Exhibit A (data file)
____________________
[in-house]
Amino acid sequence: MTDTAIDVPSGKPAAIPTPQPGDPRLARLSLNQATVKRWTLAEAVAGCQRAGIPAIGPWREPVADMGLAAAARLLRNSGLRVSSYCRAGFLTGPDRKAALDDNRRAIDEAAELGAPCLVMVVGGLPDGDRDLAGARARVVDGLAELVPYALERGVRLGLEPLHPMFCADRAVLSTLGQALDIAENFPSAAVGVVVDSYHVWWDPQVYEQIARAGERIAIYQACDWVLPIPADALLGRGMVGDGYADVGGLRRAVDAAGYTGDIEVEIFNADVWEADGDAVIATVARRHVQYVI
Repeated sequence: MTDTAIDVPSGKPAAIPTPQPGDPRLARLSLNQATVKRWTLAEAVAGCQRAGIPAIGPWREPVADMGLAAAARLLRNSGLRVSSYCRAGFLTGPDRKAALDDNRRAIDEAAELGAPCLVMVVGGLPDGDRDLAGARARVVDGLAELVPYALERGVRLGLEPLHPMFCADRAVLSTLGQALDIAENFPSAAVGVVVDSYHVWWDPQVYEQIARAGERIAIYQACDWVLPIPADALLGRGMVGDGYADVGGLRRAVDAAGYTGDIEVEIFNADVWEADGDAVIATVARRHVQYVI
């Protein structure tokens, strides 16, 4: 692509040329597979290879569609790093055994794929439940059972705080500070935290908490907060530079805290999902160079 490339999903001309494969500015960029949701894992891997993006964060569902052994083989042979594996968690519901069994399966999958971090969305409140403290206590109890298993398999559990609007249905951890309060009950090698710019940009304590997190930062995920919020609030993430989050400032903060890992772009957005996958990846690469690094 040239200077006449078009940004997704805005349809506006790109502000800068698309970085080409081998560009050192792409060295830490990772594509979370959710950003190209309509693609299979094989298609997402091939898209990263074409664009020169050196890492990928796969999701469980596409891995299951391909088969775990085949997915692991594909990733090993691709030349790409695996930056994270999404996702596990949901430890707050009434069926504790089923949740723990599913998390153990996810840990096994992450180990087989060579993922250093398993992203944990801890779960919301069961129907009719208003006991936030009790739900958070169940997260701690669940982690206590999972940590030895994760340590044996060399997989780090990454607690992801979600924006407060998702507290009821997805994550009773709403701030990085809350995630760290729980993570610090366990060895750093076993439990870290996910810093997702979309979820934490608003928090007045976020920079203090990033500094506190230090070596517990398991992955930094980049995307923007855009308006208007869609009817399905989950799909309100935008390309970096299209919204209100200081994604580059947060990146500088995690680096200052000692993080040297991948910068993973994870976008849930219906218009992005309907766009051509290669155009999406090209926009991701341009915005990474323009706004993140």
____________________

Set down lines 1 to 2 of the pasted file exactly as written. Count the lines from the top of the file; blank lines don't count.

[in-house]
Amino acid sequence: MTDTAIDVPSGKPAAIPTPQPGDPRLARLSLNQATVKRWTLAEAVAGCQRAGIPAIGPWREPVADMGLAAAARLLRNSGLRVSSYCRAGFLTGPDRKAALDDNRRAIDEAAELGAPCLVMVVGGLPDGDRDLAGARARVVDGLAELVPYALERGVRLGLEPLHPMFCADRAVLSTLGQALDIAENFPSAAVGVVVDSYHVWWDPQVYEQIARAGERIAIYQACDWVLPIPADALLGRGMVGDGYADVGGLRRAVDAAGYTGDIEVEIFNADVWEADGDAVIATVARRHVQYVI